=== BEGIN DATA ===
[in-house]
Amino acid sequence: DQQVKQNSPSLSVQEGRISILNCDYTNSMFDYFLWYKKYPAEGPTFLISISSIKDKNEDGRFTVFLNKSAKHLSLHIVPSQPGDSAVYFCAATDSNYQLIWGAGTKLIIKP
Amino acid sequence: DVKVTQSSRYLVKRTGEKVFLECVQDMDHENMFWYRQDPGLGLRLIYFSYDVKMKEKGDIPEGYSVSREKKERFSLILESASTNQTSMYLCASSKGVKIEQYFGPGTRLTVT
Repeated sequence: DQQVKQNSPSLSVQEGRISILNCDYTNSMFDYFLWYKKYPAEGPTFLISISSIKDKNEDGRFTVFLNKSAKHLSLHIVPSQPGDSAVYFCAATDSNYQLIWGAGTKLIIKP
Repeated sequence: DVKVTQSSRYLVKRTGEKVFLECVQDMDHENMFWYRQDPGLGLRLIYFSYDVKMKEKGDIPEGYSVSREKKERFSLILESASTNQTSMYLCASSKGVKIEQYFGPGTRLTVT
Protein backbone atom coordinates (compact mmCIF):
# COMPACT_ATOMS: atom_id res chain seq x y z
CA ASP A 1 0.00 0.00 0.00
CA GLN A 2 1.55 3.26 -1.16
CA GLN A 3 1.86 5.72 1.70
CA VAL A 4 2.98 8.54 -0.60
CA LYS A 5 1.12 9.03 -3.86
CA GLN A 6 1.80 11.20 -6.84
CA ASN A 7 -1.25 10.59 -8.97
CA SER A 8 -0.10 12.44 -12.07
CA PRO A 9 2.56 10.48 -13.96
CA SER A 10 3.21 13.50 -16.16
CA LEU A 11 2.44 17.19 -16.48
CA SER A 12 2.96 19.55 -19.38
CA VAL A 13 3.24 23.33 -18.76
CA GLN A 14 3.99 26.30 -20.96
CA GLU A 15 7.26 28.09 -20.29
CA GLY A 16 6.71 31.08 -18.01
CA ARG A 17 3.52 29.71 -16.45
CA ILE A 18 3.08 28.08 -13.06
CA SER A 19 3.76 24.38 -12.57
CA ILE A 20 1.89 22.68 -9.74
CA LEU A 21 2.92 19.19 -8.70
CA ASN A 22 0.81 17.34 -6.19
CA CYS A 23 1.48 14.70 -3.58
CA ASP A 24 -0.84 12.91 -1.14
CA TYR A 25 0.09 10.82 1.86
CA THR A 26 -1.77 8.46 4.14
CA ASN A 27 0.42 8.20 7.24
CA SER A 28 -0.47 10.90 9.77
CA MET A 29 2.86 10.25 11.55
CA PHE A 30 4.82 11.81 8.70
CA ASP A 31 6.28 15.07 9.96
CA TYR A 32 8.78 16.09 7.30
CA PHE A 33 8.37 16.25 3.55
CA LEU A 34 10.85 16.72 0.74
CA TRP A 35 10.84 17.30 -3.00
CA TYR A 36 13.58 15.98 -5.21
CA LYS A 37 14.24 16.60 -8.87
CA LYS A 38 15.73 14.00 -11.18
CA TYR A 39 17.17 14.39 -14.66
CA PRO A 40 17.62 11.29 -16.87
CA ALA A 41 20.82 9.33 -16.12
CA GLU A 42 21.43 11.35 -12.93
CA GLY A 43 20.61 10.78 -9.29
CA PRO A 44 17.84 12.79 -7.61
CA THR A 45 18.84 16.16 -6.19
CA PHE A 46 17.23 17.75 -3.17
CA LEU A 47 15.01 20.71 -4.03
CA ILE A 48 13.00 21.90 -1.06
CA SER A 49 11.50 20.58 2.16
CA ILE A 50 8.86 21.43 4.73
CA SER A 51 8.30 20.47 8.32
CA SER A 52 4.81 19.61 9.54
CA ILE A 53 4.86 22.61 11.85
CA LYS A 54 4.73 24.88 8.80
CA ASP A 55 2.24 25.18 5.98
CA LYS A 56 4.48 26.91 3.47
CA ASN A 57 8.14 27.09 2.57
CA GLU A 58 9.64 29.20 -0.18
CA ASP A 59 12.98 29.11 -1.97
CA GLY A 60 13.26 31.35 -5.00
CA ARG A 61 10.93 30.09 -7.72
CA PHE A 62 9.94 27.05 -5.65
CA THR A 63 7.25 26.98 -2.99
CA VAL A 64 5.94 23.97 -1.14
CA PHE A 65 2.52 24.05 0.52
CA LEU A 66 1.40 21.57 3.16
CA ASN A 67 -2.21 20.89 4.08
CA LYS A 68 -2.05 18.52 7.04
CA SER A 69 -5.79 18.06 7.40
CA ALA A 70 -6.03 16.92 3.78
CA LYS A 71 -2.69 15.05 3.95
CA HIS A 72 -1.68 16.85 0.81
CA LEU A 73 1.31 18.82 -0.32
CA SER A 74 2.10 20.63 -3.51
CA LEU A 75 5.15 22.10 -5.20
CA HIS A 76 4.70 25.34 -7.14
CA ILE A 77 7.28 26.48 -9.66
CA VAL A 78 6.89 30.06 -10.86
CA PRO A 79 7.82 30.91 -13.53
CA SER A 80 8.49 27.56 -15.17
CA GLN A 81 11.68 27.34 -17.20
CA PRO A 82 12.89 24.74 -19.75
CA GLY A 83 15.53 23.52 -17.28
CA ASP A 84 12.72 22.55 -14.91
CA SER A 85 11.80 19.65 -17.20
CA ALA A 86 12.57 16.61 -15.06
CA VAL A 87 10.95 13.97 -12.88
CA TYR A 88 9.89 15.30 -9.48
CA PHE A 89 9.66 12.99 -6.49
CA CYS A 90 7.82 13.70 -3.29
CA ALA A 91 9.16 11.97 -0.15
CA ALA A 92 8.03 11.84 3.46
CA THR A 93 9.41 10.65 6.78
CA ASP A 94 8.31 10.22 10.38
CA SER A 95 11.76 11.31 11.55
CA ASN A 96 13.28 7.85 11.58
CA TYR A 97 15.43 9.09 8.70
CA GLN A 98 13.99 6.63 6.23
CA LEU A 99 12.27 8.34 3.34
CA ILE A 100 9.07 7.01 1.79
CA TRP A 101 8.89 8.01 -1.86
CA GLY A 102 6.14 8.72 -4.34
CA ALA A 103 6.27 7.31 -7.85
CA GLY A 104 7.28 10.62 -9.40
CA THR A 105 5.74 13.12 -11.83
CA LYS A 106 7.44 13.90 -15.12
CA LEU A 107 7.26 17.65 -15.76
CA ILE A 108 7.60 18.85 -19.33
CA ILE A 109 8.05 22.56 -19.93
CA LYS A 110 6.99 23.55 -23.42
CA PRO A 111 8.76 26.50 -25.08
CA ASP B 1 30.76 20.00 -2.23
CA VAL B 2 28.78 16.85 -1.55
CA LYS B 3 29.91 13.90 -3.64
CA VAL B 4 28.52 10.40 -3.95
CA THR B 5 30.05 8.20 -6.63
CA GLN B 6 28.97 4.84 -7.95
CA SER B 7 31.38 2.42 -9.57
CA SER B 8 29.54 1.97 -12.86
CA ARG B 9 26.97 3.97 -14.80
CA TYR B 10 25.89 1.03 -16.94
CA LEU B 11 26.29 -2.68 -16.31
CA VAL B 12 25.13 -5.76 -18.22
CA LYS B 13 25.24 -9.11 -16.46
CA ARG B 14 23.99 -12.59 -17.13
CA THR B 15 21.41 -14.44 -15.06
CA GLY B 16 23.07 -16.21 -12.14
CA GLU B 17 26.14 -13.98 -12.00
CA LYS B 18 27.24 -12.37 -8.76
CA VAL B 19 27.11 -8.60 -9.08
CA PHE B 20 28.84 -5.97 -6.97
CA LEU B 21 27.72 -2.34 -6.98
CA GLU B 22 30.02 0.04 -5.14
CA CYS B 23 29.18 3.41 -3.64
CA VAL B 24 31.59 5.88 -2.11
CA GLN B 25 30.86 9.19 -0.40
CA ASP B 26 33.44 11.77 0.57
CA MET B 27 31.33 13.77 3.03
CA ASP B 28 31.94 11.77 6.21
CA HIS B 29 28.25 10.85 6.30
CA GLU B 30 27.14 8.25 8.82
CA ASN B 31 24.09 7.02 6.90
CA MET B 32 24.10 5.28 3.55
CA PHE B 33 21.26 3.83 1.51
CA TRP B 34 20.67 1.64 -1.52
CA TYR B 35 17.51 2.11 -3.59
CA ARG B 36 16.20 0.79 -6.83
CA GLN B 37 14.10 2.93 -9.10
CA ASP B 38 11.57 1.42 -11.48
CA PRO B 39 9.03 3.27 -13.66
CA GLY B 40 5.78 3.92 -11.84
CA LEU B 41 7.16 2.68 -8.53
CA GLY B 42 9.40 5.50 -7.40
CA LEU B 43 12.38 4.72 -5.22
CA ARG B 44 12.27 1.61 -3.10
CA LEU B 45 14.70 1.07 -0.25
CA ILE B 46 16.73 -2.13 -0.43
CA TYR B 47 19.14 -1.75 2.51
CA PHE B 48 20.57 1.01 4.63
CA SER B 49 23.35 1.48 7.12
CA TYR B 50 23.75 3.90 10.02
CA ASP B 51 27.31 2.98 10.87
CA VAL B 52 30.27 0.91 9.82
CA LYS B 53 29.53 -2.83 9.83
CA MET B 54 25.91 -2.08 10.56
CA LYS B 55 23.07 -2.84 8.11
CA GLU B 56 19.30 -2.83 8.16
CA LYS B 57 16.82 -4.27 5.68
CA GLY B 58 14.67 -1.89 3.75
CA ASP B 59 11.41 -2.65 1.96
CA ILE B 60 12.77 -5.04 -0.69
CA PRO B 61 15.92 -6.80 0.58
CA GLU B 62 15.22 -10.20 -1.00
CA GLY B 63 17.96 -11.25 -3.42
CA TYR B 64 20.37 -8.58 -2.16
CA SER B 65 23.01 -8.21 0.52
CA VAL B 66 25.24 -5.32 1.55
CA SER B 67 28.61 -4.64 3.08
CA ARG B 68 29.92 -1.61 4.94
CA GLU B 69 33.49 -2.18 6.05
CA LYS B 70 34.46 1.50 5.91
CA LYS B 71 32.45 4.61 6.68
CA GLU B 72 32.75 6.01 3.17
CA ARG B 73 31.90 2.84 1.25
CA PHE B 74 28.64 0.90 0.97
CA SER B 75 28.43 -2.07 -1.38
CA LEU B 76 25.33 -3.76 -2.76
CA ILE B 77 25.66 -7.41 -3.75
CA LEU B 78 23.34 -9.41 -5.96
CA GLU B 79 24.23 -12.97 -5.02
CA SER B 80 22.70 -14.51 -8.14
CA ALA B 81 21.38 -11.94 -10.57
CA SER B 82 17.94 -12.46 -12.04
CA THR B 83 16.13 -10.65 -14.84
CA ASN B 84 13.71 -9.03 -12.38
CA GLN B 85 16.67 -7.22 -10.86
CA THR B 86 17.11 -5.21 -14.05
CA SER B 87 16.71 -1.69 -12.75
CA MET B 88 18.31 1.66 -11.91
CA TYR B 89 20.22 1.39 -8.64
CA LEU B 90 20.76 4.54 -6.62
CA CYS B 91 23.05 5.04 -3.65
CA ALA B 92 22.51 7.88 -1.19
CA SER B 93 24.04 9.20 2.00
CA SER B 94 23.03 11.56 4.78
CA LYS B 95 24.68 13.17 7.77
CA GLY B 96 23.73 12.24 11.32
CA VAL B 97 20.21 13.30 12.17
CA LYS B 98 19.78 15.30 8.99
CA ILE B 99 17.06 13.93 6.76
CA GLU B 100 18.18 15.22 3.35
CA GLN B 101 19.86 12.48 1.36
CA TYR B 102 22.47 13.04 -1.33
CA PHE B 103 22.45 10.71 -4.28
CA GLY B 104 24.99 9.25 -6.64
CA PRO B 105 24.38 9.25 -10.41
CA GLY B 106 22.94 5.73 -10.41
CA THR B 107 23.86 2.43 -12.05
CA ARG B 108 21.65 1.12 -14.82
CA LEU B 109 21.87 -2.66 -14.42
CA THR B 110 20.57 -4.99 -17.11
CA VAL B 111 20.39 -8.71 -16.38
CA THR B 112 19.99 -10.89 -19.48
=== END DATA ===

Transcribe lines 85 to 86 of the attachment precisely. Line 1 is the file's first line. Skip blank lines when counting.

CA VAL A 78 6.89 30.06 -10.86
CA PRO A 79 7.82 30.91 -13.53